Chinook Salmon The Chinook can grow to the size of a human–more than 100 pounds–and also bears the highest fat content of all the five Pacific salmon species. It is generally considered the most delicious, and its secondary name–the king salmon–is absolutely appropriate in more ways than one.
What time of day is best to catch salmon?
Early morning and late evening are often the best, but some fish will hit well at night, and others during daylight. Generally, the worst time to fish is around noon, during the heat of the day.
How do you catch salmon from shore?
Choose larger brightly-colored spoons, spinners, marabou and yarn jigs to attract the attention of salmon in the area. When fishing with cut bait, you can also incorporate an in-line flasher. This device will rotate in front of the cut bait, providing an added attraction to your rig.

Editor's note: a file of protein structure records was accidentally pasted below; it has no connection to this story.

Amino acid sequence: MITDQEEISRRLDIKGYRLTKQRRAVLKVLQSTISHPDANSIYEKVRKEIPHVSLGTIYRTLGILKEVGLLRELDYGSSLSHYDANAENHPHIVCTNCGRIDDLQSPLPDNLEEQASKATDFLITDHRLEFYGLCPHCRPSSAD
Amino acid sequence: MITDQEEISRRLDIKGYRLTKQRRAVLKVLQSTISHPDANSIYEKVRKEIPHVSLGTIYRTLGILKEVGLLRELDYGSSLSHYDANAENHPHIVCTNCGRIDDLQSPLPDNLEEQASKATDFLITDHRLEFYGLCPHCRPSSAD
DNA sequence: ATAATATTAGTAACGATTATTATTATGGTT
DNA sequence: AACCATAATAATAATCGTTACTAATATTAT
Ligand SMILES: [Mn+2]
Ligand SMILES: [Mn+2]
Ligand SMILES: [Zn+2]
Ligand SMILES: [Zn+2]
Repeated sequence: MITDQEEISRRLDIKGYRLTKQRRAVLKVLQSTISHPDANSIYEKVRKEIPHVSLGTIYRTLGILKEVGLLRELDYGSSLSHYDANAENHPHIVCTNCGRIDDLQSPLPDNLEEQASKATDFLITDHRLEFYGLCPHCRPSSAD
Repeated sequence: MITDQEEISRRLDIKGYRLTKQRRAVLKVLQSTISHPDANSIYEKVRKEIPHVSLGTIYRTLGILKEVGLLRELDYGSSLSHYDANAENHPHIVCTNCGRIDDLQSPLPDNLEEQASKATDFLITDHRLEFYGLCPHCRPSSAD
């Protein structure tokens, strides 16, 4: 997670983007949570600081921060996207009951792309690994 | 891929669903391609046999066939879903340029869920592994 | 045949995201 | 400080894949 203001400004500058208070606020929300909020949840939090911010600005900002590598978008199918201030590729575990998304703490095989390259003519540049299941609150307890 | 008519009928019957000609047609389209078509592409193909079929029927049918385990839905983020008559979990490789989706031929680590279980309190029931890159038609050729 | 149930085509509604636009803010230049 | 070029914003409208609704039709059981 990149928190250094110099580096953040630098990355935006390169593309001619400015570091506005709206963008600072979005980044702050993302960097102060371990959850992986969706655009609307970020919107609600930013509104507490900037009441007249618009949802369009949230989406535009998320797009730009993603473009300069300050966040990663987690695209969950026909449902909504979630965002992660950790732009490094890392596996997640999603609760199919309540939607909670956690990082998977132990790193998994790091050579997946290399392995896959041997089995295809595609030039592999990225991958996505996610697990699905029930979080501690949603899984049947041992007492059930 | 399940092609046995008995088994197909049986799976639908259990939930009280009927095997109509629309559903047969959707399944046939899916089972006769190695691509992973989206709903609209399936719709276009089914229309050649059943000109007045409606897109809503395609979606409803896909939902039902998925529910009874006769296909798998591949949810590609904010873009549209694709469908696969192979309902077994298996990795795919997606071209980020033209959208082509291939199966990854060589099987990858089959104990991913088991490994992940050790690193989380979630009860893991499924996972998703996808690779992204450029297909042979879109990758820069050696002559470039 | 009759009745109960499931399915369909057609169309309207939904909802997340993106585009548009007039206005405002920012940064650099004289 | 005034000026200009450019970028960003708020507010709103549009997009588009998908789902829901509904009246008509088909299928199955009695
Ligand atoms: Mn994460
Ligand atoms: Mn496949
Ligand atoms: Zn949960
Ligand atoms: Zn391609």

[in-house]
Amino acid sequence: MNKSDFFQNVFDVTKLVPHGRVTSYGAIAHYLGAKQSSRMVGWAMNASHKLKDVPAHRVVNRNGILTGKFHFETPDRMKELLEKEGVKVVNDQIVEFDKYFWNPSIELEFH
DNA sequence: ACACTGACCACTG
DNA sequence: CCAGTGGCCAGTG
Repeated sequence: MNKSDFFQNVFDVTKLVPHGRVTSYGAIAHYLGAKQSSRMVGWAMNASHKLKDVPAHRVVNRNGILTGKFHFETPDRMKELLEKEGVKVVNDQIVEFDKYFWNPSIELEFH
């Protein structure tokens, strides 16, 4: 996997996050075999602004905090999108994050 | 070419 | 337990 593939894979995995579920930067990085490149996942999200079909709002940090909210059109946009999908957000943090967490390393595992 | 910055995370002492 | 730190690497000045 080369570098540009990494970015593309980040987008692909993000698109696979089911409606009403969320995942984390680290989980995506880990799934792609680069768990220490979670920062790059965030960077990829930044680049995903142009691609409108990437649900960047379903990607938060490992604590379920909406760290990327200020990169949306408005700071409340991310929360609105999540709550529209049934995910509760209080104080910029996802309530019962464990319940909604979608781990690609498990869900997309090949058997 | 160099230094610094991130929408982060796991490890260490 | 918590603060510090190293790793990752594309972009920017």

How do you catch chinook salmon from shore?
In general, you should favor smaller lures and baits at low water and larger, more visible offerings when water is colored up. Boaters should anchor along a current edge when flows are high. Salmon tend to run further from shore when water is slow moving.
How long do chinook salmon stay in the ocean?
Chinook may spend one to eight years in the ocean (averaging from three to four years) before returning to their home rivers to spawn.
Do you fly fish for salmon?
Chinook and coho salmon are the most sought-after as gamefish. … Coho or silver salmon generally travel and hold in shallower water, take flies near the surface, and they jump like trout when they are hooked, making them the most exciting and attractive (to fly fishers) of all the salmon species.
Where do you fish for chinook salmon?
Adult Sacramento River (SR) winter-run Chinook Salmon pass under the Golden Gate Bridge from November through May, and pass into the Sacramento River from December through early August. SR winter-run Chinook Salmon spawn in the upper mainstem Sacramento River from mid-April through August.
How do you fish a chinook salmon?
California king salmon are mostly targeted by trolling frozen anchovy or herring baits, using a downrigger or sinker release rig to get the bait down into the strike zone.